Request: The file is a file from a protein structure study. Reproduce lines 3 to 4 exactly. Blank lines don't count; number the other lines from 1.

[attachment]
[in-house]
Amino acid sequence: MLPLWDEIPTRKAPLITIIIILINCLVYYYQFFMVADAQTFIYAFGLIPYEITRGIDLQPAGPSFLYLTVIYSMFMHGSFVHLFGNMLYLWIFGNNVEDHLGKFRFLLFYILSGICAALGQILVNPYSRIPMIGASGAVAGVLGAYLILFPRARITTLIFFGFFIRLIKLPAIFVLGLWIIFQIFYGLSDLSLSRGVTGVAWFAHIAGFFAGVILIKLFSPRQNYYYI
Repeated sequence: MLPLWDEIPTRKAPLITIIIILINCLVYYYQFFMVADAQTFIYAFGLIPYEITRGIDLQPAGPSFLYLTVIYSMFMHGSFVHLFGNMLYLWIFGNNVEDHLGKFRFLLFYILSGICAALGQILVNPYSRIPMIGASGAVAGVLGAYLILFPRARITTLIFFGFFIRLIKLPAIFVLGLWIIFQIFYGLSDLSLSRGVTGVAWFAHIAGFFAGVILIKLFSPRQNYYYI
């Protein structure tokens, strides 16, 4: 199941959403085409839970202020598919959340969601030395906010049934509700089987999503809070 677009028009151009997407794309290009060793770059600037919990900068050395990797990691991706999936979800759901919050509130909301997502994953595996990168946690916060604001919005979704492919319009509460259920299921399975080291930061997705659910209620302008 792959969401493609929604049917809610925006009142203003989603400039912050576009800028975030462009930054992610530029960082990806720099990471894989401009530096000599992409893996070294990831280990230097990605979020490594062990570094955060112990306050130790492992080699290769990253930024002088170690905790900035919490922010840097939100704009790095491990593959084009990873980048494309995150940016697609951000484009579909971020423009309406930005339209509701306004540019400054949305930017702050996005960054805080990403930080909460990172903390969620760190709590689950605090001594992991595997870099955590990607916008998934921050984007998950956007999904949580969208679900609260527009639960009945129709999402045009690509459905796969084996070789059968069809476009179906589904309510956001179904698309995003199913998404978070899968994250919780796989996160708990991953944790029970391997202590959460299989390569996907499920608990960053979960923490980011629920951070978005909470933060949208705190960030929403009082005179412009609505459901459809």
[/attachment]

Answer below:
Repeated sequence: MLPLWDEIPTRKAPLITIIIILINCLVYYYQFFMVADAQTFIYAFGLIPYEITRGIDLQPAGPSFLYLTVIYSMFMHGSFVHLFGNMLYLWIFGNNVEDHLGKFRFLLFYILSGICAALGQILVNPYSRIPMIGASGAVAGVLGAYLILFPRARITTLIFFGFFIRLIKLPAIFVLGLWIIFQIFYGLSDLSLSRGVTGVAWFAHIAGFFAGVILIKLFSPRQNYYYI
């Protein structure tokens, strides 16, 4: 199941959403085409839970202020598919959340969601030395906010049934509700089987999503809070 677009028009151009997407794309290009060793770059600037919990900068050395990797990691991706999936979800759901919050509130909301997502994953595996990168946690916060604001919005979704492919319009509460259920299921399975080291930061997705659910209620302008 792959969401493609929604049917809610925006009142203003989603400039912050576009800028975030462009930054992610530029960082990806720099990471894989401009530096000599992409893996070294990831280990230097990605979020490594062990570094955060112990306050130790492992080699290769990253930024002088170690905790900035919490922010840097939100704009790095491990593959084009990873980048494309995150940016697609951000484009579909971020423009309406930005339209509701306004540019400054949305930017702050996005960054805080990403930080909460990172903390969620760190709590689950605090001594992991595997870099955590990607916008998934921050984007998950956007999904949580969208679900609260527009639960009945129709999402045009690509459905796969084996070789059968069809476009179906589904309510956001179904698309995003199913998404978070899968994250919780796989996160708990991953944790029970391997202590959460299989390569996907499920608990960053979960923490980011629920951070978005909470933060949208705190960030929403009082005179412009609505459901459809």